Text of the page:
Guys: I don’t even know how to explain to you how validating this book is. I’ve been helping raise kids, while also living with chronic debilitating illnesses & disabilities for 27 years now. Very often, that raising occurs from a horizontal position, out of necessity. Oh, today we’re have vertigo for no goddamn reason? Great day to play Auntie NTE is the troll under the bridge who won’t let you pass. Oh, goodie, the treatment I had last week that was supposed to only have 1 day of side effects has going on 9+ now? Excellent: Lemme introduce you to a little game I like to call ‘I’m going to watch you build a city out of literally anything you want, and then we’re going to critique it together for its supervillain weaknesses.’ That’s just how much of my childrearing has happened, and there have definitely been times I’ve felt … less than, or judged by other parents.
But this book? Is just ALLL the nonsense I taught my niblings & godchildren & random young children I was in charge of so that I could play with them from the most flat position possible, plus a bunch I didn’t think of, that I am definitely going to cycle into usage after pandemic-time (I’m lucky the 15 year old still wants to play regular board games with me, I doubt she’d go this far). And it’s not like you have to be disabled &/or chronically ill to find this book helpful: I’m sorry, but if you’re a parent and you’re going to try to tell me that you’ve never felt 1 billion times more exhausted than your child, I just … somebody should be studying you in a lab somewhere, probably. I don’t know anybody who hasn’t laid down on the couch and let their kid take their fake blood pressure and listen to their ‘Harm beeps*’ for 15 minutes, just because letting them play doctor means you get to sit. still. Because every mom/dad/aunt/Grammy/caregiver I know? Wants a NAAAAAAP. Would sacrifice a succulent to Satan for just ten minutes of resting their weary bones. I don’t know any kind of parent other than ‘permanently exhausted’: I’m not even sure they exist outside of legend.
Which makes Horizontal Parenting perhaps the most beneficial parenting book you could gift to a parent, ever. I mean, it’s also funny, and it’s got cute illustrations and it doesn’t take itself too seriously, so it’s got all that going for it, but let’s be real: the selling points are the games. Tell us your secrets! Games like “Crime Scene” where you hand your kid a roll of painter’s tape and sprawl out on the floor while they ‘investigate’ around you; extra bonus points for moms who’ve been listening to true crime podcasts with their littles in the car, because I absolutely can think of three kids off the top of my head (average age 10) who would play the shit out of this game. She’s got a “Roll the Burrito” game that my kids and I used to play in pizza form (loosely based on the book Pete’s A Pizza; Find you a burrito book, this one is also about counting, and now you’ve got three horizontal activities in one… you’re halfway to a whole learning unit!) Play “Don’t Wake the Giant” (you’re the giant), and then after you’ve rested, dig out Don’t Wake Daddy and let your kids know real, true anxiety. Go for the revenge play, and become the “New Baby” they have to care for. So! Many! Ideas! (Easily adapted for low energy days/middle energy days/high energy days.)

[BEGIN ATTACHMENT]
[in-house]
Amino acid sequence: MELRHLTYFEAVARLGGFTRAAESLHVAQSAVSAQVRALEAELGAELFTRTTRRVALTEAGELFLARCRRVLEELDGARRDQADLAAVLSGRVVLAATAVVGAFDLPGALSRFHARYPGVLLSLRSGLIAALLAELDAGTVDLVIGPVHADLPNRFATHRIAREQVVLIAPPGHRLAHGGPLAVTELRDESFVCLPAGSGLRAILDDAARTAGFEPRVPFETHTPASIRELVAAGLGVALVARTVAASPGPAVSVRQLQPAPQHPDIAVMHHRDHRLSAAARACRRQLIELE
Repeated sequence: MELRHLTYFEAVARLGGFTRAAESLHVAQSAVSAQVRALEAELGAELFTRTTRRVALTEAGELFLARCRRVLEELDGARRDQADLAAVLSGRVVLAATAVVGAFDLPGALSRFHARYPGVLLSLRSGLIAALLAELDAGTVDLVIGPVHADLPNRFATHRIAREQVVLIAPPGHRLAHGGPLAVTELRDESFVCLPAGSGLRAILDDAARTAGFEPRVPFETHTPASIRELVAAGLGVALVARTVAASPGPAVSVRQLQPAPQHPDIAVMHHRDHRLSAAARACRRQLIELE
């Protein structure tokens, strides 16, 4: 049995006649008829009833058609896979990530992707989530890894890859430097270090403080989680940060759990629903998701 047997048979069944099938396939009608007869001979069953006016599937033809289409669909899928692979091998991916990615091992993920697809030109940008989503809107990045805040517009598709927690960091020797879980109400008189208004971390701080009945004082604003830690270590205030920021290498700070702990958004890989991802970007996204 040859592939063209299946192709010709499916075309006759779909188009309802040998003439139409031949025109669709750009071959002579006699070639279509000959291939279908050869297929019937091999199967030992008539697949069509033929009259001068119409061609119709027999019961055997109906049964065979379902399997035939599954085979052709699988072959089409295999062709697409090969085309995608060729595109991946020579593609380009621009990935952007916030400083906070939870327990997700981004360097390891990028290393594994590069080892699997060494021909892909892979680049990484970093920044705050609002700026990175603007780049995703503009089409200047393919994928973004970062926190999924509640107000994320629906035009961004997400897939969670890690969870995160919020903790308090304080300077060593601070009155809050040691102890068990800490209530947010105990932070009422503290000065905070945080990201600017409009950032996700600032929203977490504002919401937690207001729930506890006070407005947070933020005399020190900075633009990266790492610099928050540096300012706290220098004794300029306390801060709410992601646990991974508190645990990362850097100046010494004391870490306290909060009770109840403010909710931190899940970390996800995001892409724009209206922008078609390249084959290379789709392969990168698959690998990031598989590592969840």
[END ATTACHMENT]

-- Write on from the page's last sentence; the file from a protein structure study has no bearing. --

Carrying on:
I also love that the author refrained from calling this “lazy parenting”, which I have no doubt is a judgey label that many would apply to this kind of behavior, but they’d be wrong. Do you know what your kids need from you? Love. Time. Attention. Can you give all those things while also being flat on your back/side/stomach? Absolutely. Don’t let ableism and capitalism screw with your definition of what parenting – and especially good parenting – is. Paying attention to your kids while also meeting your own needs for rest, so that after you’re finished being horizontal, you can be more fully engaged with whatever comes next? Is GOOD PARENTING, I promise.
In fact, in the spirit of community parenting, I’m just going to add in my niblings’ favorite from my really exhausted days. Backwards Rolling Zoo. It means they have to transport literally every animal – stuffed, action figure sized, ginormous, who cares – into the room, one laundry basket at a time, past you, telling you about what kind of animal it is, and any facts they know about they animal. Heck let ’em make stuff up, tell you all about the Heffalump and Woozles – it doesn’t matter, because all you’re required to do is lay there, make agreeable noises as they parade past, and sometimes ask a question you know they know the answer to, because you’ve read them the books they’re telling you the animal facts from, so you already know them too! My nephew called it the Backwards Rolling Zoo; his sister called it the Stuffie Parade, even though 3/4 of the animals weren’t stuffies. It doesn’t matter, because it buys you a good half hour/hour of stillness, because they have to gather the animals, and “good zookeepers would never let the animals wander, so they have to make sure they go back in their cages/homes” so they also have to put them away, and they get to show off how smart they are: Wins all around!
I acquired my copy through NetGalley, for an honest review, which is that this book is excellent, especially if you have an exhausted caregiver of young people in your life. In fact, I’m mad it doesn’t come out til September. I need copies to give out now.
Also, I’m using this as the Self Care Square for Cannonball Read 13 Bingo Card; Start in the middle, makes sense.
*My oldest nephew, who turns 25 this year, holy shit, used to call heartbeats “harm beeps”. Ugh. Growing up is stupid.